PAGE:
Pain that originates in one part of the body can sometimes appear to be coming from a completely different area. This is due to the way our nerves supply the different organs and so a pain in the jaw may have origins other than the teeth or the temporomandibular joint (TMJ).
One of the most common areas affected during a cardiovascular incident or underlying cardiovascular pathology is the jaw. The lower jaw is affected much more than the upper jaw in such cases.
Consistent pain in the chest region along with the lower jaw should not be ignored. It may not always be due to a cardiovascular incident and can be caused by other factors, however, not knowing for sure it is not worth the risk.
Cause of chest pain and jaw pain
A decrease in the oxygenation of our heart muscles is perceived as discomfort by our body. This discomfort is then transmitted as pain along certain structures such as the arms, the jaws and even the back.
This lack of oxygenation could be because of anxiety and stress. In such cases, the person who is under stress starts hyperventilating causing a decrease in the blood flow back to the heart, almost like shock. This can cause fainting spells, panic attacks and a decrease in the oxygenation to the muscles of the body.
There is another simpler explanation that also turns out to be the cause in a lot of the people. The pain is muscular in origin. This could be due to a spasm in the back or the chest muscles, not related to underlying cardiovascular physiology.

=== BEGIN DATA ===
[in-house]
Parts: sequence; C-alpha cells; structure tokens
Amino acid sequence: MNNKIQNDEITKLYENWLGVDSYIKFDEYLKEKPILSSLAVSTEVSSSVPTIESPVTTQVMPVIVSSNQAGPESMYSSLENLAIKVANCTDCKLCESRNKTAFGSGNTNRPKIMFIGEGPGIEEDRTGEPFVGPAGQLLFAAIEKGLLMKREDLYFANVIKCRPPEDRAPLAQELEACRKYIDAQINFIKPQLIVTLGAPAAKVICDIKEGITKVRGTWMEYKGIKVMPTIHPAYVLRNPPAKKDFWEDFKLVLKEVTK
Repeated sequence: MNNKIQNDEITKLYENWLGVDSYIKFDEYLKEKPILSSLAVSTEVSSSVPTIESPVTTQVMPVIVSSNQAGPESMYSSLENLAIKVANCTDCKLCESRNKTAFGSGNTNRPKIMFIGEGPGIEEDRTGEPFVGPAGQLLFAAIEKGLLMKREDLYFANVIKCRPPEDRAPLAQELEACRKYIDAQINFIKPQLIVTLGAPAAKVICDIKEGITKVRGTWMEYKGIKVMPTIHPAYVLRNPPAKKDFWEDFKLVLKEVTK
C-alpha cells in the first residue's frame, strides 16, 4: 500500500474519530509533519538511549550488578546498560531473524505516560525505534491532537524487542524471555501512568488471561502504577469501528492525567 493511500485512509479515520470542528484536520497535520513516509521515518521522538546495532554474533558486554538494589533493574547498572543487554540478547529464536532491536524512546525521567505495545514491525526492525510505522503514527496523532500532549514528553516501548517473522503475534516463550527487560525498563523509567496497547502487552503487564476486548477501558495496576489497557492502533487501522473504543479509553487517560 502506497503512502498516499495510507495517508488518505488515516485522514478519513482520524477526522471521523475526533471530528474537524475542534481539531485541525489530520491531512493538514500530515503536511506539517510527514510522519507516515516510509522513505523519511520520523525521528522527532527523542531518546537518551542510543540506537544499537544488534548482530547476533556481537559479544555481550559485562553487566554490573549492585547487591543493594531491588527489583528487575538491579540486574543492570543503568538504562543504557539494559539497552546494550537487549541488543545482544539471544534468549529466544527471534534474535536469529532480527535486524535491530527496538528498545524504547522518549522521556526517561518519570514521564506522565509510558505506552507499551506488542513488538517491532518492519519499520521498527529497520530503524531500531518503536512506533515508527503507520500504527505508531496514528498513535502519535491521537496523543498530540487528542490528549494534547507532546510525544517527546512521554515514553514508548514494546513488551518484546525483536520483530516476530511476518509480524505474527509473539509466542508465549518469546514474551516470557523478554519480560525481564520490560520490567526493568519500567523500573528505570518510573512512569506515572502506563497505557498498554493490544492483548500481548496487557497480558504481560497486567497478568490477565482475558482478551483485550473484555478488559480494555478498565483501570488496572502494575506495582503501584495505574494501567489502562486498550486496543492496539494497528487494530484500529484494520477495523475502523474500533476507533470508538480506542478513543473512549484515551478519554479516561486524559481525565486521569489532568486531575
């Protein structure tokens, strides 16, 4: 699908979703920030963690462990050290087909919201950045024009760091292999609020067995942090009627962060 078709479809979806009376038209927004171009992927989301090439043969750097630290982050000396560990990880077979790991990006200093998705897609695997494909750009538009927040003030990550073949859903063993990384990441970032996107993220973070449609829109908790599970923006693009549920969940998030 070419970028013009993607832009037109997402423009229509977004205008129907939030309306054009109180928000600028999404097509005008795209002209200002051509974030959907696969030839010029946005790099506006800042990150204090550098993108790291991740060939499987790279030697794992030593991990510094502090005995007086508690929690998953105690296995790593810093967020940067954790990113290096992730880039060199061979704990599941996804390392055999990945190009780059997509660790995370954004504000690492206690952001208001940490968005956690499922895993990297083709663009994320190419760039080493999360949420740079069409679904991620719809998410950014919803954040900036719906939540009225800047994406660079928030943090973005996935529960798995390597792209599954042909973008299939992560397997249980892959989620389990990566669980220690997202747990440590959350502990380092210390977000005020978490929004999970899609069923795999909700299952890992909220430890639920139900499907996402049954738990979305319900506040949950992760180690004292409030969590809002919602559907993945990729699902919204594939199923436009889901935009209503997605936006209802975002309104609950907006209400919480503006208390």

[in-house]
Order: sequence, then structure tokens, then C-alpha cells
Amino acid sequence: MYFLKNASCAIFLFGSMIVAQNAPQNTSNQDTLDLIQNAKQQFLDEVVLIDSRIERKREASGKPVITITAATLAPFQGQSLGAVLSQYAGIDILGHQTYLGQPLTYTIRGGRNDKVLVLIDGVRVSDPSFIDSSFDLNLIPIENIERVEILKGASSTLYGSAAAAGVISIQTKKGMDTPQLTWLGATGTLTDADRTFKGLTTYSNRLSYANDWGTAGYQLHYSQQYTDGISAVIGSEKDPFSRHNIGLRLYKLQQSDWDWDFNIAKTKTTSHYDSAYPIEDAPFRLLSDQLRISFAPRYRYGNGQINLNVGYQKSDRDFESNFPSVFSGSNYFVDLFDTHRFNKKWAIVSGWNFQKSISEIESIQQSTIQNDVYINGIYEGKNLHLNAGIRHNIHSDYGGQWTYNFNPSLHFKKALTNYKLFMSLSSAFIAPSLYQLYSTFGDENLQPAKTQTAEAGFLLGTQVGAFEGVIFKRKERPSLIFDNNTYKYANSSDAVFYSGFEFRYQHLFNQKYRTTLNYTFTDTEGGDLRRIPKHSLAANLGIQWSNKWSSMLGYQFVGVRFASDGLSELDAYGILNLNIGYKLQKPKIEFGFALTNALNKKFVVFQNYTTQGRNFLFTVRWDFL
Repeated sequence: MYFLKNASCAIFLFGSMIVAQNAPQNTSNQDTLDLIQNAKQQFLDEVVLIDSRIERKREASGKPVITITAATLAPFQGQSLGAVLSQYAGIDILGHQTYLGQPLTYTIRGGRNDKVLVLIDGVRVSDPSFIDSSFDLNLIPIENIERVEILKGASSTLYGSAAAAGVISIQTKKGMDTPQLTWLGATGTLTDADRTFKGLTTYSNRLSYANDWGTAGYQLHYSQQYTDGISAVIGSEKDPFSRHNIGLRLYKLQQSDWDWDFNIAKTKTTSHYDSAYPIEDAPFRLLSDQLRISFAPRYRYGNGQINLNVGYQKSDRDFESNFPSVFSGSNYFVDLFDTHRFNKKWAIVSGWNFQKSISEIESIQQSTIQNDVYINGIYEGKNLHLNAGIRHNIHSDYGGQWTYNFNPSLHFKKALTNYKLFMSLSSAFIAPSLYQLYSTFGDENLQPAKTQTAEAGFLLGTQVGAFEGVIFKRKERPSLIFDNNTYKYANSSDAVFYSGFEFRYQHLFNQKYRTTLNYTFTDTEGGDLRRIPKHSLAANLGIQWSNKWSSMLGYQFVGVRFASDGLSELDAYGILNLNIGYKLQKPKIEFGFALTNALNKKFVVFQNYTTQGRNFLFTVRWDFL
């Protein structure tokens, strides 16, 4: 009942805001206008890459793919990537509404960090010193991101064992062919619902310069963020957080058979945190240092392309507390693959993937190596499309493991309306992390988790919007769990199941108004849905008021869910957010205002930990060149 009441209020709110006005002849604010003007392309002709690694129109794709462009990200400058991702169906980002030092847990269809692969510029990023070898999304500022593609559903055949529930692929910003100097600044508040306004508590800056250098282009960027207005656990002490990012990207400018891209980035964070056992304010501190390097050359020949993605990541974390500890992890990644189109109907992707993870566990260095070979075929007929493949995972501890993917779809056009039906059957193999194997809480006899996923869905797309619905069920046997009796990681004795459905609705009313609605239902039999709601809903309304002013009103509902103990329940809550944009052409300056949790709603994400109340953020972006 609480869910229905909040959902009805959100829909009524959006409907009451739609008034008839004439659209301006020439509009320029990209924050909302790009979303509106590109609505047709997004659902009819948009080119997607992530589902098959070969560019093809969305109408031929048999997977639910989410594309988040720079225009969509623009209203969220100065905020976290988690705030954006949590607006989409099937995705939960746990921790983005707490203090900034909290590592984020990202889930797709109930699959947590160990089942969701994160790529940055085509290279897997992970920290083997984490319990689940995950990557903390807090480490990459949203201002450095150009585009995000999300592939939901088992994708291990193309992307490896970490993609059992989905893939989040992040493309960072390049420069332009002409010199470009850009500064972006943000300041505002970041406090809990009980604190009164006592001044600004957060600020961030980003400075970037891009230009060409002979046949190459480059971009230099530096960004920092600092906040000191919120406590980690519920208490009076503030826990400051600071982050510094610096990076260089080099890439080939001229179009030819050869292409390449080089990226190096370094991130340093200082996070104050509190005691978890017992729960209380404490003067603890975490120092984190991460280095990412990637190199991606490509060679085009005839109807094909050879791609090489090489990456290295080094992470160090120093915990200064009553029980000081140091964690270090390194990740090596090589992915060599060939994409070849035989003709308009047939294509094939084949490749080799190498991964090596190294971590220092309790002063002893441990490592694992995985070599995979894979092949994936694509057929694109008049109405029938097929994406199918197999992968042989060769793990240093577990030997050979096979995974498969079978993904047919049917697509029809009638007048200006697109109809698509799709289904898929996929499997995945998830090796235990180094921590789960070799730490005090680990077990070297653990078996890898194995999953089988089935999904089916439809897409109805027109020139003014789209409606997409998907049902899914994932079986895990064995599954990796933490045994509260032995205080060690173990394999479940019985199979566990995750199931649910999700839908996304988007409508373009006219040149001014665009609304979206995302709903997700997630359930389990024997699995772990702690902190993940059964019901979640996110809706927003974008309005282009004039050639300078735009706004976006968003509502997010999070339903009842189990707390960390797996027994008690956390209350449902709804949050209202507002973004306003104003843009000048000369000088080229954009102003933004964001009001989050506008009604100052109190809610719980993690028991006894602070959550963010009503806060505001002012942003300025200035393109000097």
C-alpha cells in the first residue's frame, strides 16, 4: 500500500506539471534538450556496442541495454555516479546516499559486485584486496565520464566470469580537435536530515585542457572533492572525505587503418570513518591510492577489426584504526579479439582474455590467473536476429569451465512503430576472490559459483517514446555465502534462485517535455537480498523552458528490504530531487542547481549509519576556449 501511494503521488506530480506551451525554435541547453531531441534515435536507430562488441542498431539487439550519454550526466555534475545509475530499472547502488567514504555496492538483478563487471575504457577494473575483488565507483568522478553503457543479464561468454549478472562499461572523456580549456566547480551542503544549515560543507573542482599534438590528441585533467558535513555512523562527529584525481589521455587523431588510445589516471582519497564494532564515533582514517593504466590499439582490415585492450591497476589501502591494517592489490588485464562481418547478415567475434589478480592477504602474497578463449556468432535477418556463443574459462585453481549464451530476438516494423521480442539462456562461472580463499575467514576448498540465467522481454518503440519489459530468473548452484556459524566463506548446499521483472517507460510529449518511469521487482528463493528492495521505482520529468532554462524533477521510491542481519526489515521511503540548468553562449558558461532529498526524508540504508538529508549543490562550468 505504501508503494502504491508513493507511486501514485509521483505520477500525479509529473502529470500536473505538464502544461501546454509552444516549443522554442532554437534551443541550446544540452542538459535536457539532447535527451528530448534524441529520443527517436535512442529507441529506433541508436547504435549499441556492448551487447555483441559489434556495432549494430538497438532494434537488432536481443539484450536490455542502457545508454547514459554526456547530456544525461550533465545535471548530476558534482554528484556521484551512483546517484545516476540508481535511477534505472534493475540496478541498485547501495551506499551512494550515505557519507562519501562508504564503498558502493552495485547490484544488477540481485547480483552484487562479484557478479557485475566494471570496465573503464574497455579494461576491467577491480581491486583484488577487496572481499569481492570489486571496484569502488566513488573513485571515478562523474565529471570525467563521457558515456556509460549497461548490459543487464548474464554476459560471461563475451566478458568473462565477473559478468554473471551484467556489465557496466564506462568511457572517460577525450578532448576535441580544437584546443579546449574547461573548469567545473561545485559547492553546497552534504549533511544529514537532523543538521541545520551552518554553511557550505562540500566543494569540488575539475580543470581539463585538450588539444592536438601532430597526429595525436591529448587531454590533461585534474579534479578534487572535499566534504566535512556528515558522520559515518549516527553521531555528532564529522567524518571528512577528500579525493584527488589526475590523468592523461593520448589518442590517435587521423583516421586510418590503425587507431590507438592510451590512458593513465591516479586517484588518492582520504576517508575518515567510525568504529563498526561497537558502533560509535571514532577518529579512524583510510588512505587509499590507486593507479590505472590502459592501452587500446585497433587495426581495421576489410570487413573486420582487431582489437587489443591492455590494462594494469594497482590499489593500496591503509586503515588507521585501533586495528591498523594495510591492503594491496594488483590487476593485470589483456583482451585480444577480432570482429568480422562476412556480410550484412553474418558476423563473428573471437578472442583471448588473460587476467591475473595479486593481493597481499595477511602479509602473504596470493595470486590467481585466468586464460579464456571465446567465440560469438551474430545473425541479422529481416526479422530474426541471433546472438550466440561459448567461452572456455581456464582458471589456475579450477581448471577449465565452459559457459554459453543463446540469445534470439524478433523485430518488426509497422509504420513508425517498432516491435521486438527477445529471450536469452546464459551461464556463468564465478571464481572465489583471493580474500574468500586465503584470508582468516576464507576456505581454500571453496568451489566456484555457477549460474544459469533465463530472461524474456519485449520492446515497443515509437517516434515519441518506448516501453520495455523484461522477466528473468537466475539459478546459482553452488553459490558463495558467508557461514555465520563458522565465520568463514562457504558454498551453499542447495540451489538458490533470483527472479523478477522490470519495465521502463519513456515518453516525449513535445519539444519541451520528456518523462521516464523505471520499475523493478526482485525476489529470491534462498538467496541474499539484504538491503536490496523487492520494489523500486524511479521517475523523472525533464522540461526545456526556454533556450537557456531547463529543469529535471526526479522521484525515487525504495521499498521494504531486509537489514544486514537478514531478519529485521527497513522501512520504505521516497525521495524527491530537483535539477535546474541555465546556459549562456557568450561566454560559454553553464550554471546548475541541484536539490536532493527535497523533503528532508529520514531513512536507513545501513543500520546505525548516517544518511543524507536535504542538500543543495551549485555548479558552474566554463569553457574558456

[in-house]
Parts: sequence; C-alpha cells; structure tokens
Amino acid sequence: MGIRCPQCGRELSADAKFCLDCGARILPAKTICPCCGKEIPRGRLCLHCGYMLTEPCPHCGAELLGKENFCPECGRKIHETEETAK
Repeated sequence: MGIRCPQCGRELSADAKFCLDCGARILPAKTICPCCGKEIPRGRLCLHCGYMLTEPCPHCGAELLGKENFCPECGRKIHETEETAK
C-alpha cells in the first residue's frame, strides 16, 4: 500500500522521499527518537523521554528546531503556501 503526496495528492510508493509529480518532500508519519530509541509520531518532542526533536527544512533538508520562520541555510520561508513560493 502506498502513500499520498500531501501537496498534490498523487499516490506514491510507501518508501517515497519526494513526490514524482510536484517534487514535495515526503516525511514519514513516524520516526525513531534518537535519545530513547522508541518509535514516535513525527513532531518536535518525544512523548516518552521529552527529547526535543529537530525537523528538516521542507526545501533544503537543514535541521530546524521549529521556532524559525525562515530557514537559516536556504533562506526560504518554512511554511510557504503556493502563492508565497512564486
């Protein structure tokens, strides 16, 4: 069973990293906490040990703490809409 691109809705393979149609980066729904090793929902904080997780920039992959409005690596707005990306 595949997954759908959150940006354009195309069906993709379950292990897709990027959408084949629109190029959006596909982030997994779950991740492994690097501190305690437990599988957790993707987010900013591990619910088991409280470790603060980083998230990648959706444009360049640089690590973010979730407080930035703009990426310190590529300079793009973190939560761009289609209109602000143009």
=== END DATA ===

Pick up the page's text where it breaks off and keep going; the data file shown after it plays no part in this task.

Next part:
The pain can also cause a person to clench their teeth, causing more pressure on the TMJ and this can lead to a dull pain in the jaws as well.
These symptoms can be confusing and frightening for people until the exact cause of the pain is ascertained.
A few useful, simple to perform, home tests can help you localize the origin of the pain.
Pain on physical exertion: If the pain in the chest and in the jaw increases or appears consistently after physical exertion, it is more than likely that the cause is cardiovascular in origin. Simple things like walking briskly or a short sprint are enough to be elicit symptoms.
Pain on chewing: Try chewing on a piece of gum for a while. People with weak jaw muscles will start having pain after a while. This points to an underlying joint problems which may or may not be related to your teeth's occlusion.
Pain on twisting or stretching: Muscular pain is easier to identify usually and can be confirmed by performing a few twisting exercises along with a few stretches that will cause pain if the muscles are injured.
Even if it the cause of pain is likely to be something other than cardiovascular, it would be prudent to get a complete physical. Mention your history of pain to your physician.
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